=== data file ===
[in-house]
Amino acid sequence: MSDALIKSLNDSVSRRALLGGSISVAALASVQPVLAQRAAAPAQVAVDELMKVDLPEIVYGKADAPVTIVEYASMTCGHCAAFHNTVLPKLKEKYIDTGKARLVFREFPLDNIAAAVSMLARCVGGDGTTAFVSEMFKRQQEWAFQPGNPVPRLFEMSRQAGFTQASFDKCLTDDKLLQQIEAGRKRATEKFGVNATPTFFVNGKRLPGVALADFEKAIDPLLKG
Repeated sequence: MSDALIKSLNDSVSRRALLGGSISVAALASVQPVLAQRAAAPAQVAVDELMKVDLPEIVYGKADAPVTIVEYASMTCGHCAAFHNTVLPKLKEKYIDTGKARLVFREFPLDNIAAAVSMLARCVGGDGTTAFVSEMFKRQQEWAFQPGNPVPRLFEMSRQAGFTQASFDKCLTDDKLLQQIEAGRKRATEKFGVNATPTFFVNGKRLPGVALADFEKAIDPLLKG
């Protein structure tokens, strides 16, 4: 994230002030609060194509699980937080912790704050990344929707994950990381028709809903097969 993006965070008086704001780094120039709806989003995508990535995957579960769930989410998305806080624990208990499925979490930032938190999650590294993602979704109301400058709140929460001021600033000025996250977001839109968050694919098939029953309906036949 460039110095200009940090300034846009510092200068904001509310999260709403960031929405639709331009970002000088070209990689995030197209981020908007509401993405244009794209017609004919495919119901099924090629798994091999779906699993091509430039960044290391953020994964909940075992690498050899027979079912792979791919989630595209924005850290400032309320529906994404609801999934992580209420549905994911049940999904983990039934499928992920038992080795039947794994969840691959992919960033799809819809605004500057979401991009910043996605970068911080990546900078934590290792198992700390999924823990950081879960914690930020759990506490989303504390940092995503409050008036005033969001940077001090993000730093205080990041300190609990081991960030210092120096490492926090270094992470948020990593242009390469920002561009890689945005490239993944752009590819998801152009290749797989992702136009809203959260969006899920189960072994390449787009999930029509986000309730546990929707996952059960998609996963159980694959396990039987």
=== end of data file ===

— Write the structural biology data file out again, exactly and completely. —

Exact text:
[in-house]
Amino acid sequence: MSDALIKSLNDSVSRRALLGGSISVAALASVQPVLAQRAAAPAQVAVDELMKVDLPEIVYGKADAPVTIVEYASMTCGHCAAFHNTVLPKLKEKYIDTGKARLVFREFPLDNIAAAVSMLARCVGGDGTTAFVSEMFKRQQEWAFQPGNPVPRLFEMSRQAGFTQASFDKCLTDDKLLQQIEAGRKRATEKFGVNATPTFFVNGKRLPGVALADFEKAIDPLLKG
Repeated sequence: MSDALIKSLNDSVSRRALLGGSISVAALASVQPVLAQRAAAPAQVAVDELMKVDLPEIVYGKADAPVTIVEYASMTCGHCAAFHNTVLPKLKEKYIDTGKARLVFREFPLDNIAAAVSMLARCVGGDGTTAFVSEMFKRQQEWAFQPGNPVPRLFEMSRQAGFTQASFDKCLTDDKLLQQIEAGRKRATEKFGVNATPTFFVNGKRLPGVALADFEKAIDPLLKG
């Protein structure tokens, strides 16, 4: 994230002030609060194509699980937080912790704050990344929707994950990381028709809903097969 993006965070008086704001780094120039709806989003995508990535995957579960769930989410998305806080624990208990499925979490930032938190999650590294993602979704109301400058709140929460001021600033000025996250977001839109968050694919098939029953309906036949 460039110095200009940090300034846009510092200068904001509310999260709403960031929405639709331009970002000088070209990689995030197209981020908007509401993405244009794209017609004919495919119901099924090629798994091999779906699993091509430039960044290391953020994964909940075992690498050899027979079912792979791919989630595209924005850290400032309320529906994404609801999934992580209420549905994911049940999904983990039934499928992920038992080795039947794994969840691959992919960033799809819809605004500057979401991009910043996605970068911080990546900078934590290792198992700390999924823990950081879960914690930020759990506490989303504390940092995503409050008036005033969001940077001090993000730093205080990041300190609990081991960030210092120096490492926090270094992470948020990593242009390469920002561009890689945005490239993944752009590819998801152009290749797989992702136009809203959260969006899920189960072994390449787009999930029509986000309730546990929707996952059960998609996963159980694959396990039987």